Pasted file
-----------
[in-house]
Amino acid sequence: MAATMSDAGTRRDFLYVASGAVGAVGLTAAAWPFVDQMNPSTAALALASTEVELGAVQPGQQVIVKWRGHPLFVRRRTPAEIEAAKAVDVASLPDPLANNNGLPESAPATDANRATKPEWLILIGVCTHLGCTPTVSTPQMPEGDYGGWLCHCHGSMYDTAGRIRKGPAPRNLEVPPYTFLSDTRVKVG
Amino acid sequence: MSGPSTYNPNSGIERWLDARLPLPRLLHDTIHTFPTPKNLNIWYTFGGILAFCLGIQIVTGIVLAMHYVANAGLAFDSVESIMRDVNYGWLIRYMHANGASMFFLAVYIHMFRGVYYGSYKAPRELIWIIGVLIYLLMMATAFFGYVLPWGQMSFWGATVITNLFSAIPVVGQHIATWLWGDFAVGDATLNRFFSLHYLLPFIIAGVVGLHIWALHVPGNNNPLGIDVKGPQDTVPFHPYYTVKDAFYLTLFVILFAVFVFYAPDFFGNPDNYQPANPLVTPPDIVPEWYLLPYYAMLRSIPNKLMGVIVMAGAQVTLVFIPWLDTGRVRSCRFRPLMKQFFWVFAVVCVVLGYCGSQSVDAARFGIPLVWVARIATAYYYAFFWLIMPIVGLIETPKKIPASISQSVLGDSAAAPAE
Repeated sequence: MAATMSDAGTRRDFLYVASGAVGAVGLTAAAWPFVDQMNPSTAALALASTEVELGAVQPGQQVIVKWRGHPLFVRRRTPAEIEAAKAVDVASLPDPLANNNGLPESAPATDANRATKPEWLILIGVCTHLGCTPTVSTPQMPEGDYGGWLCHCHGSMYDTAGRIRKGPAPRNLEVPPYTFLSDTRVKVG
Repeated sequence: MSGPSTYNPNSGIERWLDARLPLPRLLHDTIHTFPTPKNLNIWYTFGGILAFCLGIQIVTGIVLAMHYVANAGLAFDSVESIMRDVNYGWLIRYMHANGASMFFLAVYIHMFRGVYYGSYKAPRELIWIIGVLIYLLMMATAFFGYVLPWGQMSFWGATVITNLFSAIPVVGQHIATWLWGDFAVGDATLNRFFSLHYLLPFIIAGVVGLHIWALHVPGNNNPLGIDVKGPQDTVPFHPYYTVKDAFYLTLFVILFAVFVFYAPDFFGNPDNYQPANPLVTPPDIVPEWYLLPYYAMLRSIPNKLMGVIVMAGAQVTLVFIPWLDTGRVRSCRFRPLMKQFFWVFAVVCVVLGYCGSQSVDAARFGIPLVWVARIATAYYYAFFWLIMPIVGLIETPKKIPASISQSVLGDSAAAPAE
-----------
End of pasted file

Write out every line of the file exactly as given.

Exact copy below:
[in-house]
Amino acid sequence: MAATMSDAGTRRDFLYVASGAVGAVGLTAAAWPFVDQMNPSTAALALASTEVELGAVQPGQQVIVKWRGHPLFVRRRTPAEIEAAKAVDVASLPDPLANNNGLPESAPATDANRATKPEWLILIGVCTHLGCTPTVSTPQMPEGDYGGWLCHCHGSMYDTAGRIRKGPAPRNLEVPPYTFLSDTRVKVG
Amino acid sequence: MSGPSTYNPNSGIERWLDARLPLPRLLHDTIHTFPTPKNLNIWYTFGGILAFCLGIQIVTGIVLAMHYVANAGLAFDSVESIMRDVNYGWLIRYMHANGASMFFLAVYIHMFRGVYYGSYKAPRELIWIIGVLIYLLMMATAFFGYVLPWGQMSFWGATVITNLFSAIPVVGQHIATWLWGDFAVGDATLNRFFSLHYLLPFIIAGVVGLHIWALHVPGNNNPLGIDVKGPQDTVPFHPYYTVKDAFYLTLFVILFAVFVFYAPDFFGNPDNYQPANPLVTPPDIVPEWYLLPYYAMLRSIPNKLMGVIVMAGAQVTLVFIPWLDTGRVRSCRFRPLMKQFFWVFAVVCVVLGYCGSQSVDAARFGIPLVWVARIATAYYYAFFWLIMPIVGLIETPKKIPASISQSVLGDSAAAPAE
Repeated sequence: MAATMSDAGTRRDFLYVASGAVGAVGLTAAAWPFVDQMNPSTAALALASTEVELGAVQPGQQVIVKWRGHPLFVRRRTPAEIEAAKAVDVASLPDPLANNNGLPESAPATDANRATKPEWLILIGVCTHLGCTPTVSTPQMPEGDYGGWLCHCHGSMYDTAGRIRKGPAPRNLEVPPYTFLSDTRVKVG
Repeated sequence: MSGPSTYNPNSGIERWLDARLPLPRLLHDTIHTFPTPKNLNIWYTFGGILAFCLGIQIVTGIVLAMHYVANAGLAFDSVESIMRDVNYGWLIRYMHANGASMFFLAVYIHMFRGVYYGSYKAPRELIWIIGVLIYLLMMATAFFGYVLPWGQMSFWGATVITNLFSAIPVVGQHIATWLWGDFAVGDATLNRFFSLHYLLPFIIAGVVGLHIWALHVPGNNNPLGIDVKGPQDTVPFHPYYTVKDAFYLTLFVILFAVFVFYAPDFFGNPDNYQPANPLVTPPDIVPEWYLLPYYAMLRSIPNKLMGVIVMAGAQVTLVFIPWLDTGRVRSCRFRPLMKQFFWVFAVVCVVLGYCGSQSVDAARFGIPLVWVARIATAYYYAFFWLIMPIVGLIETPKKIPASISQSVLGDSAAAPAE